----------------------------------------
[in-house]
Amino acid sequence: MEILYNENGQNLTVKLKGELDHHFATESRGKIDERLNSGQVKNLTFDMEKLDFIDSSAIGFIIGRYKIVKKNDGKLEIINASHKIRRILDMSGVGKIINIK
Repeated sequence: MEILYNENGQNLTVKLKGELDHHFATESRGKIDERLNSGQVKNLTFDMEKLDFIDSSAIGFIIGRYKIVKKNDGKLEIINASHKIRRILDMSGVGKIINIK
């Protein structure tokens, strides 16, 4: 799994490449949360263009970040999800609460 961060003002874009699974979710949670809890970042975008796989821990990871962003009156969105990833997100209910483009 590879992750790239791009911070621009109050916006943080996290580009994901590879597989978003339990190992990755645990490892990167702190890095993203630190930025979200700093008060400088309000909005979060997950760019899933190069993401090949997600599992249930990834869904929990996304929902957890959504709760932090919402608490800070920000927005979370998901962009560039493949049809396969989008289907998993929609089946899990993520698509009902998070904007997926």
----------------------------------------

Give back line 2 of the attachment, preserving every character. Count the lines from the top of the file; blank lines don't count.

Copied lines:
Amino acid sequence: MEILYNENGQNLTVKLKGELDHHFATESRGKIDERLNSGQVKNLTFDMEKLDFIDSSAIGFIIGRYKIVKKNDGKLEIINASHKIRRILDMSGVGKIINIK